39for Weekly to Annual

2for Bi-Weekly to Monthly
7for Bi-Weekly to Quarterly
13for Bi-Weekly to Semiannual
26for Bi-Weekly to Annual

3for Monthly to Quarterly
6for Monthly to Semiannual
12for Monthly to Annual

2for Quarterly to Semiannual
4for Quarterly to Annual

2for Semiannual to Annual

Daily and weekly series can have missing values due to holidays. Accordingly, the thresholds for converting daily or weekly data series to a lower frequency have been reduced. Otherwise, one missing value in a daily or weekly data series would cause the corresponding lower frequency period to also be missing.

The thresholds for converting monthly and quarterly data series to a lower frequency reflect that all higher frequency periods must be available. If any monthly or quarterly value is missing, the corresponding lower frequency period will also be missing.

The minimum thresholds above only apply to first and last observations. Observations in the middle of the data series are not set to missing if the number of higher frequency periods per lower frequency period is less than a minimum.

How are missing values treated in average, sum, and end of period aggregation methods?

Missing values are ignored by the average, sum, and end of period aggregation methods for middle observations (not the first or last observations).

For example, consider a daily series from 2003-06-01 to 2003-07-31 with a missing value on Friday, 2000-07-04, the US Independence Day holiday. When converting from daily to weekly ending Friday values, the week containing 2000-07-04 will have values for 4 of the 5 days of the business week. Averaged and summed values will be calculated for that week using 4 values not 5. The end of period aggregation method will use the non-missing value for Thursday instead of the missing value on Friday, July 4th. If Thursday and Friday both had missing values, the end of period aggregation method would return the non-missing value from Wednesday.

How are higher frequency periods aggregated which overlap with 2 lower frequency periods?

It is possible for higher frequency periods to overlap lower frequency periods. For example, a week can start in one month and end in the next month. In these cases, FRED frequency aggregation only includes the higher frequency value in one of the lower frequency periods but not the other. The value is assigned to the lower frequency period containing the daily date for the higher frequency period. For example, a weekly ending Friday period with date 2010-09-03 is included in the aggregated value for September not August.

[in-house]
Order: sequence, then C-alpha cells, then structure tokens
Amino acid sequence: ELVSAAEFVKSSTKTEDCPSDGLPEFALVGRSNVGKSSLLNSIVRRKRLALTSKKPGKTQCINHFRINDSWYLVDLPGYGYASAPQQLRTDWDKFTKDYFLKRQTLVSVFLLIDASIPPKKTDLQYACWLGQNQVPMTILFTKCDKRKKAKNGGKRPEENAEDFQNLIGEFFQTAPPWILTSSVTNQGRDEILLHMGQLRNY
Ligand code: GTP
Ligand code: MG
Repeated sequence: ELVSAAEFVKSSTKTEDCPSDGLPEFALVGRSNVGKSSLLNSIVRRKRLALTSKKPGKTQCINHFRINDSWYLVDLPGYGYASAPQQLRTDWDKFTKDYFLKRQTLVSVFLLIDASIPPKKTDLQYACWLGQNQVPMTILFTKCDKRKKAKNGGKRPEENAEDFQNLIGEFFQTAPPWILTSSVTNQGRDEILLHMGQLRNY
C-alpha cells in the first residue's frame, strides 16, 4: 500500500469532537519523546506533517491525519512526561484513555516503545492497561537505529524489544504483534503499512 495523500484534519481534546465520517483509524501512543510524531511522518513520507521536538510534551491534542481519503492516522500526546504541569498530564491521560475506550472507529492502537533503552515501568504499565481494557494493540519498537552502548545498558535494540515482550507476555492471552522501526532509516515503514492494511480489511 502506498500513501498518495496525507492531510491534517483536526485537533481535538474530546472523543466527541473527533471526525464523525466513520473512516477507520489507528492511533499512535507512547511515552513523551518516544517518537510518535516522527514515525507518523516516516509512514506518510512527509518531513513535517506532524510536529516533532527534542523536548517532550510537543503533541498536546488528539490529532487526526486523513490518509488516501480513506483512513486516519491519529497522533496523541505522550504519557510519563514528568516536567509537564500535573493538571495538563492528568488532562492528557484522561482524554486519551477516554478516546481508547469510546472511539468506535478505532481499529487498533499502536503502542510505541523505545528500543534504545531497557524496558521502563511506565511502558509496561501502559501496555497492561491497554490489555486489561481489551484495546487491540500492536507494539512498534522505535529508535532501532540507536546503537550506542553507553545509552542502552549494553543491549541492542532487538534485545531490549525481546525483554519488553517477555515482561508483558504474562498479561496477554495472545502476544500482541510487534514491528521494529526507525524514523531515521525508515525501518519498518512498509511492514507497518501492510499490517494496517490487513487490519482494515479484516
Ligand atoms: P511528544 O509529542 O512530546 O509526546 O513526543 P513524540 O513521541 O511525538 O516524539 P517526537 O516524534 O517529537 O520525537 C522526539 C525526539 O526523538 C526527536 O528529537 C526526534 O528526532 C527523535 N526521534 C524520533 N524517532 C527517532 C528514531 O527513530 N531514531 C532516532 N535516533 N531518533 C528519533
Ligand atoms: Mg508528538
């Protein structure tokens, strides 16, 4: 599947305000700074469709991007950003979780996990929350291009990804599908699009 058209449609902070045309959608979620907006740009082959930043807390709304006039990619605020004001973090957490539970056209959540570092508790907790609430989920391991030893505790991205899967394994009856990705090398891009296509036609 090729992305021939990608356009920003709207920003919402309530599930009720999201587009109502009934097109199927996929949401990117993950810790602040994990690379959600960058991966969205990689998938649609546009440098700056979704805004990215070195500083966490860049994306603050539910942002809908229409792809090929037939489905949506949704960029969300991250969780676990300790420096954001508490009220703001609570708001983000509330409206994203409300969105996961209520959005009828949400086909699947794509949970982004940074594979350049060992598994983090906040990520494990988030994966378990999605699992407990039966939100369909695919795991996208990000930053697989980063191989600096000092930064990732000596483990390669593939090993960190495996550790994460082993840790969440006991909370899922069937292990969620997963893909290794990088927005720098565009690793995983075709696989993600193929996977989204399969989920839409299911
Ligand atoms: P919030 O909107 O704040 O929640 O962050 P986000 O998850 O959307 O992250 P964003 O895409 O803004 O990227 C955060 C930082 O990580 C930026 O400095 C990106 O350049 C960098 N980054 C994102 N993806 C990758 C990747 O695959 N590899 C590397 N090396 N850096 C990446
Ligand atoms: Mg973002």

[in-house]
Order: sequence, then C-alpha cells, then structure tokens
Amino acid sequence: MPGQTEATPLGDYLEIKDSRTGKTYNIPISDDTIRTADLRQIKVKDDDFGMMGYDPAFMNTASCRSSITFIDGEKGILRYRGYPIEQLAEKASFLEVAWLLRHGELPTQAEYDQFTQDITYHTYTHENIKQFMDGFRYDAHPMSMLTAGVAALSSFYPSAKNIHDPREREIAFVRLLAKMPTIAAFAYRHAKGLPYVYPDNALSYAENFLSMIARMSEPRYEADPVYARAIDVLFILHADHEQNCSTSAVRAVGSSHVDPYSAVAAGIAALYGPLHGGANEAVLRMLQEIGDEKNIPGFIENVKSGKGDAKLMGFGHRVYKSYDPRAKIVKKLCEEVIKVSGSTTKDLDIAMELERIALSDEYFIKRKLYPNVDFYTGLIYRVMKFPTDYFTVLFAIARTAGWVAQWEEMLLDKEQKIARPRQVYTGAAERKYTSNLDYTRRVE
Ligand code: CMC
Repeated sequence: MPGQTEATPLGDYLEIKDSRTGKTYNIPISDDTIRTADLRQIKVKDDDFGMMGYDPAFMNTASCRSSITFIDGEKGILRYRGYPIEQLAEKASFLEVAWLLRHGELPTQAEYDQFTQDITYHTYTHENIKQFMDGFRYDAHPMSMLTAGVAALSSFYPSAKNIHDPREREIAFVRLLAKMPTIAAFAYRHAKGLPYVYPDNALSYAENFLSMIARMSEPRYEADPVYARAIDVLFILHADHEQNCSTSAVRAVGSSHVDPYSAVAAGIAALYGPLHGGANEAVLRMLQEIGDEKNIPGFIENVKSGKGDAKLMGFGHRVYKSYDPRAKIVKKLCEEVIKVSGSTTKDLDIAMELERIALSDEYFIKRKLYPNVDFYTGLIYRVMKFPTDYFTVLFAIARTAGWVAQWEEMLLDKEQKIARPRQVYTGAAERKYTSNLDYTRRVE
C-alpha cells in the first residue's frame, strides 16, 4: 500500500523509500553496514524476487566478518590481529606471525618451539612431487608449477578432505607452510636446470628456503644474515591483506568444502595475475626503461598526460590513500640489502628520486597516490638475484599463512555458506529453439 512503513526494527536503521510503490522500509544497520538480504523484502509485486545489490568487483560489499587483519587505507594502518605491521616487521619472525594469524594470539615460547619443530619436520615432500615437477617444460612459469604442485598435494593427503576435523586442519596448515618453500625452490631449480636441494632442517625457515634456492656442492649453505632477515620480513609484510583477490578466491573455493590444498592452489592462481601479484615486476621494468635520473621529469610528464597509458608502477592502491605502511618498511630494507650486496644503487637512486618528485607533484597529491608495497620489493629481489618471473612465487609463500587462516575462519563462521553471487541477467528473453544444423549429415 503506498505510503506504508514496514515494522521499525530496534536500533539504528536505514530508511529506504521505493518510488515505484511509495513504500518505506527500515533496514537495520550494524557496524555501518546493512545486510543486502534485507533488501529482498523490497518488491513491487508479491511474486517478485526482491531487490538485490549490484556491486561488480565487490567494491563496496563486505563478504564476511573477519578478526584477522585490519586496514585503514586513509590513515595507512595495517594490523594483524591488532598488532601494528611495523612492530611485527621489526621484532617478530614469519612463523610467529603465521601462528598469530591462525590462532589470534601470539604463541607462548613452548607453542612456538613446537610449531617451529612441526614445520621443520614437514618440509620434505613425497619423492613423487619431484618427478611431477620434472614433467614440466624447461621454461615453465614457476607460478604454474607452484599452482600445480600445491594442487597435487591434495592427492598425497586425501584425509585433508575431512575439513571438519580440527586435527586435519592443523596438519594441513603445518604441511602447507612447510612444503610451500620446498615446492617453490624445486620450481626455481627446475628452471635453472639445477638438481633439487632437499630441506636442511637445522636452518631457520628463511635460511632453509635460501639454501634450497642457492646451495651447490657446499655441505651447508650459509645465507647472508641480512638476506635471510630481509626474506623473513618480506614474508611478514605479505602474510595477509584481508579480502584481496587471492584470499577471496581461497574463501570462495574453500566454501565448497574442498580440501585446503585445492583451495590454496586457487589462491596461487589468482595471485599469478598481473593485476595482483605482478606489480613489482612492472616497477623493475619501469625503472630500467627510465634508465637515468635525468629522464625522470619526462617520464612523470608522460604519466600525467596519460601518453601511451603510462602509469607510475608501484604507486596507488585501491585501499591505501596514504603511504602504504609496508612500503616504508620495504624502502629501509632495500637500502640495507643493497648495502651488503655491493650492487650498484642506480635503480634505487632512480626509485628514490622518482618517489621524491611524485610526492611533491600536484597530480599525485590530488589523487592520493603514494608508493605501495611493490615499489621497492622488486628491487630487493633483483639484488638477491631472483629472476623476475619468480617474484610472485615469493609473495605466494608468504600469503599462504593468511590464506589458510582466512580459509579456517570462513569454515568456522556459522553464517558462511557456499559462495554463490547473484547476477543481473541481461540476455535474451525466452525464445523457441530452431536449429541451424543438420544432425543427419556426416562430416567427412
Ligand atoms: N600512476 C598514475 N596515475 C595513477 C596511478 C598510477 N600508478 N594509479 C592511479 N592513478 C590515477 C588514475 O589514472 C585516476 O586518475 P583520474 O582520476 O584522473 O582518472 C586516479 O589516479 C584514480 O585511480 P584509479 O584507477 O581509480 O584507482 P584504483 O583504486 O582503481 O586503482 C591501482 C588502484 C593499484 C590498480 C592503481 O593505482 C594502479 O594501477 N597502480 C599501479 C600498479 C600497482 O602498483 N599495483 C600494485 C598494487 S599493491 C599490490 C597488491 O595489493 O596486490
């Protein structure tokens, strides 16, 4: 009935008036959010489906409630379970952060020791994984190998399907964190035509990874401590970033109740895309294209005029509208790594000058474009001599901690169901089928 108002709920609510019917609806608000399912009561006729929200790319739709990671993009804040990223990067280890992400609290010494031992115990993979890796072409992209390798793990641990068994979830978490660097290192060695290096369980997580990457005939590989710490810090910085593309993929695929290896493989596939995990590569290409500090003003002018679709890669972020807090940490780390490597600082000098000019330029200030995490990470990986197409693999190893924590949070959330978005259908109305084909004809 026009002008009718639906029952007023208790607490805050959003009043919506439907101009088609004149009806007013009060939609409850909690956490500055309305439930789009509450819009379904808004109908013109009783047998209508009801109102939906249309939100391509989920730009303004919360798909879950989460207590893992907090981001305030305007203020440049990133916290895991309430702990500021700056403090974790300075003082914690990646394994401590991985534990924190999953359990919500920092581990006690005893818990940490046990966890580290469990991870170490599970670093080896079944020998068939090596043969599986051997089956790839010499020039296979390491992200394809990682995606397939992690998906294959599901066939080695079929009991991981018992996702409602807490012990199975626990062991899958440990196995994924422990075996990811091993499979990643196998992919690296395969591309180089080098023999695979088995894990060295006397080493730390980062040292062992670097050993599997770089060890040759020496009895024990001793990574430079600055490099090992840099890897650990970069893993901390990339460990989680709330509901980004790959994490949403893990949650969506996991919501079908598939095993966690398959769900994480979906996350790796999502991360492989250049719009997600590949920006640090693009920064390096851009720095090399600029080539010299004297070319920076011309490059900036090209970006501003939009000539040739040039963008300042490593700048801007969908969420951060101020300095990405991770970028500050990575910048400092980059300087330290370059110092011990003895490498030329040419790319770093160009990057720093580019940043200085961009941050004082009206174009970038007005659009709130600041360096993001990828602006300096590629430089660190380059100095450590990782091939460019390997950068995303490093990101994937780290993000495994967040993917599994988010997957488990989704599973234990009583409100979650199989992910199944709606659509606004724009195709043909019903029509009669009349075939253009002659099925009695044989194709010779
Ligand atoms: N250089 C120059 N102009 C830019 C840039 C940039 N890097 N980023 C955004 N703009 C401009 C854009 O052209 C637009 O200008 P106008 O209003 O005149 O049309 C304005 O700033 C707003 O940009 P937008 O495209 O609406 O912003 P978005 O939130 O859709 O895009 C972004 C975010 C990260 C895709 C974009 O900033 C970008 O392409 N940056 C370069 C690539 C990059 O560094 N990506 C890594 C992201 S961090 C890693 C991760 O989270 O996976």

How is the number of decimal places determined for aggregated values?

The average, sum, and end of period aggregation methods all return lower frequency values with the same number of decimal places as the higher frequency values that are being aggregated. For example, a monthly series with values 100.1, 100.4, and 100.9 for the first 3 months of year is averaged to a quarterly value of 100.5 (i.e. 100.467 rounded up to 100.5).

What is the order of processing in FRED Graph?

The values for a line in FRED Graph are calculated in the following order- first frequency aggregation is calculated (if any), second unit transformations are calculated (if any) (e.g. Percent Change), and third the formula to create your own transformation is applied (if changed from the default) (e.g. formula 'a - b' finds the difference between 2 data series).

Related Help Topics
Updated Date

The "Updated" date associated with each series is the most recent date that a series was updated in FRED®. This date does not necessarily correspond to the dates of observations.

Obtaining more information about particular series

For detailed definitions and methodology beyond that provided in the "Notes" with each series in FRED®, we recommend referring to the source of the data.

Inflation rate calculation

The inflation rate is typically calculated as the percent rate of change between two observations of the Consumer Price Index (typically from month to month or from the same month one year ago). Conventions used in our publications for calculating rates of change are available in the Tables of Contents of our Monetary Trends and our National Economic Trends publications.

Money stock

Information on money stock measures, the monetary base and reserves, retail and deposit sweeps programs, and the monetary services index can be found in the Monetary Aggregates section of our website. Also included are historical data, references to further reading, and several datasets which are not included in the FRED® database.

What is FRASER?

FRASER® is a collection of historical documents. Some historical statistics that are not available in FRED® may be found in FRASER®.